Thursday, June 5, 2014

Could Getting Published Be Your Idol?

As a Christian author, I occasionally have to ask myself a question that I will now ask you: "Is getting published becoming your idol?"

Sure, the typical image of an idol is a solid object carved from stone, or clay, or even wood. It might be painted, and it might be adorned with gold or gemstones. In our mind's eye we picture uneducated pagans bowing down, making their petitions to this object. However, an idol isn't necessarily a solid object. An idol can literally be anything for which you live, or which gives your life meaning, or which would cause you serious depression if you could not have it. With that broader description, an idol could be almost anything. For instance, a certain type of physical body. The goal of being considered intelligent or helpful. Even success at getting published.

"But wait!" you object. "I want to get published for good reasons. My manuscripts glorify God. They contain important messages people need."

However, explanations make no difference. We can rationalize our "need" for any idol, including weight loss, education, productivity, and even getting published with with good, God-glorifying material.

I will not suggest for one second that all writers over-emphasize getting published and idolize that goal. I don't believe that at all. Yet, when I see the deep pools of depression that some sink into when they can't reach that goal--or can't re-acquire it after some initial success--I can't help but wonder whether they are elevating the goal to too-lofty a pedestal in their lives? Rejection slips serve to keep me humble and to remind me that--no matter how many manuscripts I've had published--I should never live for getting published.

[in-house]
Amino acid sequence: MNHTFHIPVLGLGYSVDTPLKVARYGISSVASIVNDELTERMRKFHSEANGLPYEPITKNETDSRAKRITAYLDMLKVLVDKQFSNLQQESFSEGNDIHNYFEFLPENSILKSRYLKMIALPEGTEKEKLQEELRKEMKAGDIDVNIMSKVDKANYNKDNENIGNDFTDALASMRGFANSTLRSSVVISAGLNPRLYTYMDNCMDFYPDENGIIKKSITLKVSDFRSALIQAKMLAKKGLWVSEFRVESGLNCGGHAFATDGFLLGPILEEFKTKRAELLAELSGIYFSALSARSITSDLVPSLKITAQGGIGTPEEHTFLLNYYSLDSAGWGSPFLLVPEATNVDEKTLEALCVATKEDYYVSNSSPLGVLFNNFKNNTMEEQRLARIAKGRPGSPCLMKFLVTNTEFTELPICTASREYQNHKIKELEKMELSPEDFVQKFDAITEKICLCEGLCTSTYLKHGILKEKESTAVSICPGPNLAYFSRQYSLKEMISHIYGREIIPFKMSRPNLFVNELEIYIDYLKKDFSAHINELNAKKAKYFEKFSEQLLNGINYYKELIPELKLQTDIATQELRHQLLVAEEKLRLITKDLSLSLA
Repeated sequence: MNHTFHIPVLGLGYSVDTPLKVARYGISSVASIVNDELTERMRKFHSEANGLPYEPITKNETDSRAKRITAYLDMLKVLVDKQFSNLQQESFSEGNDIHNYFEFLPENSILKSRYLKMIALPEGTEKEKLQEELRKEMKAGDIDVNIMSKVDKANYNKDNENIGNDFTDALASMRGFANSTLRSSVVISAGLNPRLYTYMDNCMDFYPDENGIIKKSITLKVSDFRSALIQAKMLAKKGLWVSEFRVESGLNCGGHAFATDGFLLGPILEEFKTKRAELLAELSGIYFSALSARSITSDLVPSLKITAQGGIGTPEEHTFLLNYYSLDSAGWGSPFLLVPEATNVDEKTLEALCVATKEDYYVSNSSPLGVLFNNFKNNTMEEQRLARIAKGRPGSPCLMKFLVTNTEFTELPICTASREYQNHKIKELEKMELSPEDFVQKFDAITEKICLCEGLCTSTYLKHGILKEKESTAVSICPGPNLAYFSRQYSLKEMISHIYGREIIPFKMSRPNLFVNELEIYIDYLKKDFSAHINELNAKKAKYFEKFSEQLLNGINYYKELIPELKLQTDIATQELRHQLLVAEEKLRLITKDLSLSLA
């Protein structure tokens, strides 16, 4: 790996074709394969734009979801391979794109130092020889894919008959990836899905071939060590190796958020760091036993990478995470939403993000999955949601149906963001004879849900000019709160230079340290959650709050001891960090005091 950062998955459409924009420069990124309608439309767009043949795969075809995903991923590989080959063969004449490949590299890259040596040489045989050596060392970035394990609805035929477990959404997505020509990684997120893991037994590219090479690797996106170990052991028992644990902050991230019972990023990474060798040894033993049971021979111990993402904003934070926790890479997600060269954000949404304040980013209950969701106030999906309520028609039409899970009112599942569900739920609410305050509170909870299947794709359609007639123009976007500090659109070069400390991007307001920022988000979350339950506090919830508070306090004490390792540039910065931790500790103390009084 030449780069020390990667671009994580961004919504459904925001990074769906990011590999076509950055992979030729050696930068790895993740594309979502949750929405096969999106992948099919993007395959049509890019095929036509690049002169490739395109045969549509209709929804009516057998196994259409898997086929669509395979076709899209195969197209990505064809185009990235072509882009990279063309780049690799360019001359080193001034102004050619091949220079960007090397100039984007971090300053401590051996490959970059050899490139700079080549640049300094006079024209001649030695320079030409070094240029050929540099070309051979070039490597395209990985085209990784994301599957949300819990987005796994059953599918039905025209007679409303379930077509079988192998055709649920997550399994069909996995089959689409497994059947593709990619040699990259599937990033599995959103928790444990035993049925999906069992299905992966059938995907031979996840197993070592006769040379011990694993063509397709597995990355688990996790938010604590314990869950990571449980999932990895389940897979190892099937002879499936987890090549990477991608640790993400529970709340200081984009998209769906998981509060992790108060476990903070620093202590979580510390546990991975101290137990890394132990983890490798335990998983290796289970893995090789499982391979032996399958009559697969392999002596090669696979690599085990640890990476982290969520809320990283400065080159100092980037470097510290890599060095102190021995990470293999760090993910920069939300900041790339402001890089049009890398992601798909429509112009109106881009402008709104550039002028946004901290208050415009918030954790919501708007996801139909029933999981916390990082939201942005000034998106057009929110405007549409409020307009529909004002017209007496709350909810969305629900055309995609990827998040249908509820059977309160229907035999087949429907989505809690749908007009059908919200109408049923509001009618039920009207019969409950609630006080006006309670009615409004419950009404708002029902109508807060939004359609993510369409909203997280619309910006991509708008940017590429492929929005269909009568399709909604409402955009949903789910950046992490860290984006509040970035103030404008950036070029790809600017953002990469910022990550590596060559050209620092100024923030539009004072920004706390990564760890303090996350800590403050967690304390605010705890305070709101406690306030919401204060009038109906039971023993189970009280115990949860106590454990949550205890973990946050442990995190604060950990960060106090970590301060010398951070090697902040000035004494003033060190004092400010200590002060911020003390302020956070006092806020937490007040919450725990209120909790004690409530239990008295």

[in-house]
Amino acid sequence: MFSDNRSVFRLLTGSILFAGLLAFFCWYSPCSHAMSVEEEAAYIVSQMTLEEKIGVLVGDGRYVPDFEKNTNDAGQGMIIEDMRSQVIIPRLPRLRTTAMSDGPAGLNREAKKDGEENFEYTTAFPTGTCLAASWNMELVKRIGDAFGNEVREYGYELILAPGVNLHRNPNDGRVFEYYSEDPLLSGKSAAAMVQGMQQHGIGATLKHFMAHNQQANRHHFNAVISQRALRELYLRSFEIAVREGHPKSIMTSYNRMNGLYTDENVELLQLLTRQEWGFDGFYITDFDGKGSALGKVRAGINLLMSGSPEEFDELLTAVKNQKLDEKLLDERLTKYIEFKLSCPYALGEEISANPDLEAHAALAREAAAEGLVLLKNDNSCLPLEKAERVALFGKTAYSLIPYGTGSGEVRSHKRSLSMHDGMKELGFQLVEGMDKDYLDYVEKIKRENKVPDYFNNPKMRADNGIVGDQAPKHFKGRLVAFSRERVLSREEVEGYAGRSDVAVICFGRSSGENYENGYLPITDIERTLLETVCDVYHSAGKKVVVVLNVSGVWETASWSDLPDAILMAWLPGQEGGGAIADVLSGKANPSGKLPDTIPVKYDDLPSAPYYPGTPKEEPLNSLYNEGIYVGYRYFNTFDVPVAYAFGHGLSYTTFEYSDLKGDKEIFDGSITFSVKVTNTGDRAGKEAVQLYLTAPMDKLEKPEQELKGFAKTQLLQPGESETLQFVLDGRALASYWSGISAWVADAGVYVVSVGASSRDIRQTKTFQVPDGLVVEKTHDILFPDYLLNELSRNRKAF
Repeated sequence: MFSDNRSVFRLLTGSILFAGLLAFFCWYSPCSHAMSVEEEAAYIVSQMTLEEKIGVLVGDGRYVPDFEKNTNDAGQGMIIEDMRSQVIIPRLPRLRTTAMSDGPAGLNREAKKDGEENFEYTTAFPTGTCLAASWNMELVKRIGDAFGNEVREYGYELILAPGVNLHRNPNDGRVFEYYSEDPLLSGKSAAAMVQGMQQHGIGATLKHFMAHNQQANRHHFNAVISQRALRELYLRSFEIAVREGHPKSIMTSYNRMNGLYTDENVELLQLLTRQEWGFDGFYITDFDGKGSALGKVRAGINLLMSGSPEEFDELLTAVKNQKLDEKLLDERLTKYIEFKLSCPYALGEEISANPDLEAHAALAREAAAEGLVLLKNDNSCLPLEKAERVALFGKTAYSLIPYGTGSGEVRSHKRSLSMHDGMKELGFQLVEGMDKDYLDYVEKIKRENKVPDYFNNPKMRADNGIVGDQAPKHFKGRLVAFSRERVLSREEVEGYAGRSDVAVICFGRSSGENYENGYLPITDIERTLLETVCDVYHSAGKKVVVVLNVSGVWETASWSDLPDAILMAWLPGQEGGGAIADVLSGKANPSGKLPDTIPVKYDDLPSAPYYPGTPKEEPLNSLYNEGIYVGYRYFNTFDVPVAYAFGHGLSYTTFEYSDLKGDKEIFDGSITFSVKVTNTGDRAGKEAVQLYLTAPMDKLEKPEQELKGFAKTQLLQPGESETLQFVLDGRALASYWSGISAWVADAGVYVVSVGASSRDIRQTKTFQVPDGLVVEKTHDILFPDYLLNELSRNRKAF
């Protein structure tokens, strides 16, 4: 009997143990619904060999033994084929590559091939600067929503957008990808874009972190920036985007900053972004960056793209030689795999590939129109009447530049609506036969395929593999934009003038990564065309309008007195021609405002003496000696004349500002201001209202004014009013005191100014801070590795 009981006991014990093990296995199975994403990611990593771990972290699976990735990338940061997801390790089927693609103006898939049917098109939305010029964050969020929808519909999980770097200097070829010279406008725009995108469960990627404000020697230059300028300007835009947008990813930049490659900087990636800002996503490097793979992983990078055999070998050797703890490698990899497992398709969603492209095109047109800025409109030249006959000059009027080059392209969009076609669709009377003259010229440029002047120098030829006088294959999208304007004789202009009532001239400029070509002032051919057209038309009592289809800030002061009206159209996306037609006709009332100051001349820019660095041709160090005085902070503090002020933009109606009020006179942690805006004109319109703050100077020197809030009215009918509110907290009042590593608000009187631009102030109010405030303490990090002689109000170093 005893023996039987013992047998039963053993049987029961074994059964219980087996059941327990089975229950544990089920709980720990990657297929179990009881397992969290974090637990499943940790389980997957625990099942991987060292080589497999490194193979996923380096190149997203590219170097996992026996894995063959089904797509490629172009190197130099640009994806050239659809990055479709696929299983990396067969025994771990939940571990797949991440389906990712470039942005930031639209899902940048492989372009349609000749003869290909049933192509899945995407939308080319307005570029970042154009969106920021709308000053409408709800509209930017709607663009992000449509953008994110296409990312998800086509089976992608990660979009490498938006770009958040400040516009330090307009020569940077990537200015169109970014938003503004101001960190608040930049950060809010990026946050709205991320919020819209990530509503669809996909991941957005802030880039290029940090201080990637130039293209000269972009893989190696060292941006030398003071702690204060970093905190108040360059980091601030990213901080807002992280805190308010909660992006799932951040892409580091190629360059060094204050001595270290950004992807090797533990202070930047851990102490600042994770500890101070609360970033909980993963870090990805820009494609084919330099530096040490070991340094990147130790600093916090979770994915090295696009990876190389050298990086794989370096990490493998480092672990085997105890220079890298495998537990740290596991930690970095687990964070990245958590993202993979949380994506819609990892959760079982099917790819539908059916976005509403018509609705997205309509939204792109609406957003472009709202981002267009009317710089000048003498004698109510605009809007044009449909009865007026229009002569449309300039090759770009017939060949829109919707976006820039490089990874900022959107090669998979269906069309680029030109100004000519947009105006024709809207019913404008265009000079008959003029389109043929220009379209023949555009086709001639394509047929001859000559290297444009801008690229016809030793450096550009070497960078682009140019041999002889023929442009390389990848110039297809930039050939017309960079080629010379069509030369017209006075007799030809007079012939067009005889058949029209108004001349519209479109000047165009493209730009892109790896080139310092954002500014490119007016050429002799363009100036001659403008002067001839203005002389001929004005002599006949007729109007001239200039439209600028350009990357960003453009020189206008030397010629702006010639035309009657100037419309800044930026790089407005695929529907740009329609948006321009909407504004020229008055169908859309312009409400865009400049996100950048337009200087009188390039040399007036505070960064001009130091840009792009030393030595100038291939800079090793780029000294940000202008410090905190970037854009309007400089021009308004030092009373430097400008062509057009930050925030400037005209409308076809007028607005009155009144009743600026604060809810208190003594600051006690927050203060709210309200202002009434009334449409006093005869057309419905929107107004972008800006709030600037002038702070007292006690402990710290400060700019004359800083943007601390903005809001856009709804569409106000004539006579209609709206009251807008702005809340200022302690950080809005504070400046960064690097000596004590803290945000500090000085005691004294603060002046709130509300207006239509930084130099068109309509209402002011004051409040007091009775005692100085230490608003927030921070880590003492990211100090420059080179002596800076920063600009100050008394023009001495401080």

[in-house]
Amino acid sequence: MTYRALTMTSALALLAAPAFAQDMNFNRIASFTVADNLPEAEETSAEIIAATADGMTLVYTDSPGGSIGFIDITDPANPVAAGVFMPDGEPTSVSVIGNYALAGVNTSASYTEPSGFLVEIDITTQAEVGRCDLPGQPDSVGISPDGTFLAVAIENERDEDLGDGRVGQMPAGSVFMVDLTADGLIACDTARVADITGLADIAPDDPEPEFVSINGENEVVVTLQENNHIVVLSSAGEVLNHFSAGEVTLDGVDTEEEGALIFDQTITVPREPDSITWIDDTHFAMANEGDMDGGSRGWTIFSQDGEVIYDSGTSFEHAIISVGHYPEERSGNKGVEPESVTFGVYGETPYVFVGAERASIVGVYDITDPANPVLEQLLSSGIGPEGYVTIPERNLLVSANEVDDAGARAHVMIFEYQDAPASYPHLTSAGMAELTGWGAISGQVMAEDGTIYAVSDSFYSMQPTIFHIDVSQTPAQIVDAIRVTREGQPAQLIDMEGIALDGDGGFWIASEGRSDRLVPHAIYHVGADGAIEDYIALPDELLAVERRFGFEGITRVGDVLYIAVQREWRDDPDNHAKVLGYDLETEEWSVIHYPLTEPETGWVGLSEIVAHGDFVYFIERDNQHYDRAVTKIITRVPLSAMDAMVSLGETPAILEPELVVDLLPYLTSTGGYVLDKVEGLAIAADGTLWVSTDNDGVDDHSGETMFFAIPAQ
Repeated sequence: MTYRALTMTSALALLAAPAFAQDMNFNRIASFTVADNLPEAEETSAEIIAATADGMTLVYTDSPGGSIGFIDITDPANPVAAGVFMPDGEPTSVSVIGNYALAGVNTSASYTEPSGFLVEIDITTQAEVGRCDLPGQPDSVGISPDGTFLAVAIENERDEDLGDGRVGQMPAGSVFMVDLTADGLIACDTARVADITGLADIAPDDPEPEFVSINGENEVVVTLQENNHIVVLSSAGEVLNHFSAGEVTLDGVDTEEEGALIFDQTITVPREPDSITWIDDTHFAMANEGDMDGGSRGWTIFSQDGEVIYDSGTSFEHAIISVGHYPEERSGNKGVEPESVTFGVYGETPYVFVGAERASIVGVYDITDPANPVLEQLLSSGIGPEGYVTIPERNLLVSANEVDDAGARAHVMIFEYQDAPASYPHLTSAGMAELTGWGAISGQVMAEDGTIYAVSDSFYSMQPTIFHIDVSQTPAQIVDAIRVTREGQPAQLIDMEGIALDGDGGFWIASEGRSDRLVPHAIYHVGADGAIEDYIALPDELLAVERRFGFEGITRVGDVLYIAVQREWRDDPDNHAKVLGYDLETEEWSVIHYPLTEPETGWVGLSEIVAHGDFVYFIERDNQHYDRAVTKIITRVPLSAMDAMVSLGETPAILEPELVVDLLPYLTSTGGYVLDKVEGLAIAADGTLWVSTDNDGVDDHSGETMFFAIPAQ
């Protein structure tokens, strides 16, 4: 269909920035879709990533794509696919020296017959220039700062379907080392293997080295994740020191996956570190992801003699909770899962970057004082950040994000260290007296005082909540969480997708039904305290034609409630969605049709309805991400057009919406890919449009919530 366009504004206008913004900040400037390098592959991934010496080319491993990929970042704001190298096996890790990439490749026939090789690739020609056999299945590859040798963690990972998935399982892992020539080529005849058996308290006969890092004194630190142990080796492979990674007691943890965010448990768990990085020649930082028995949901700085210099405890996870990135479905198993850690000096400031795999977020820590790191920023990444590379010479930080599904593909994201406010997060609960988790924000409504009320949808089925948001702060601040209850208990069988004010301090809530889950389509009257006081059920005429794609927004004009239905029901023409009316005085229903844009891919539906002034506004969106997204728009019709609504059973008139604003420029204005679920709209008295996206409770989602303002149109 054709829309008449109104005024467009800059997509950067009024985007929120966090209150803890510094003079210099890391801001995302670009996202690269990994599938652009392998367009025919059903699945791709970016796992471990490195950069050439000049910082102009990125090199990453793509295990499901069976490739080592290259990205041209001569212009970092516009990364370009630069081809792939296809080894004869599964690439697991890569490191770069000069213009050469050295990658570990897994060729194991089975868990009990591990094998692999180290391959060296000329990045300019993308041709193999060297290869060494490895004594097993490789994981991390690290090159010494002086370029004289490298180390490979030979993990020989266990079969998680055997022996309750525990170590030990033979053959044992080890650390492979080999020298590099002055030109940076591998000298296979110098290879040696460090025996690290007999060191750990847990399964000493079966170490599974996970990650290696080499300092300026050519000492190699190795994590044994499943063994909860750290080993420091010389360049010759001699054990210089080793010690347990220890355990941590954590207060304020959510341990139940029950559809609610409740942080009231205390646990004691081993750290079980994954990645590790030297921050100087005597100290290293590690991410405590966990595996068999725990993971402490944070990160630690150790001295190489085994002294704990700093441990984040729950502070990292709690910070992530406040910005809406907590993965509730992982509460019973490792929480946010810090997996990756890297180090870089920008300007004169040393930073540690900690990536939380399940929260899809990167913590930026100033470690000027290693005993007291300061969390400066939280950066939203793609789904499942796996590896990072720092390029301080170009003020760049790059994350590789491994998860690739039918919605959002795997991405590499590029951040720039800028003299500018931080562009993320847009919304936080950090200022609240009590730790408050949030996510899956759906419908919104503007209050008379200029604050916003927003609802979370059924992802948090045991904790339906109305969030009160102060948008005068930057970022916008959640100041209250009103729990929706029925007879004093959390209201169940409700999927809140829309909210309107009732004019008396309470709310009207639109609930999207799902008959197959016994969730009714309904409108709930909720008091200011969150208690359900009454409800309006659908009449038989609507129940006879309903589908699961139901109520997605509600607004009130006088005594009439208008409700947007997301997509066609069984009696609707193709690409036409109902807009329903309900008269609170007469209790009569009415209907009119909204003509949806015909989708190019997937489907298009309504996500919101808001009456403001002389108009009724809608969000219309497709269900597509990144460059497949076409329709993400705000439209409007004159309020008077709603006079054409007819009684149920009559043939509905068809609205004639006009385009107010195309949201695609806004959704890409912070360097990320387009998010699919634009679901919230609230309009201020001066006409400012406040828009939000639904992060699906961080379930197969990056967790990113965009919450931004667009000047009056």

Dear friend, getting published will not give your life meaning. It will not affirm your reason for existence. It will not grant you new respectability. It will not add a glistening halo above your head. It won't make you special in any way. So, if you knew right now that you would never be published (or never again), would you slump into depression? If so, perhaps this publishing goal has grown into an idol in your life. Perform a heart check. Better yet, ask God to examine your heart. If your goal of writing for God has grown even larger than your love for God Himself, that would be a vital lesson to learn!

May the Lord bless you!


  1. Thank you, Mr. Barry. I needed this, if nothing more than to realize rejection isn't failure.

  2. And thank you for dropping by to read and comment, Samantha. I've had my manuscripts rejected more times than I can count, but I try to learn from my mistakes and move forward. No, rejection is not failure, but sometimes rejection can open our understanding, for instance, that we need to improve in our craft.

    Here's a thought-provoking quotation from Winston Churchill: “Success is stumbling from failure to failure with no loss of enthusiasm.” Churchill was frequently rejected in life, but he still accomplished much!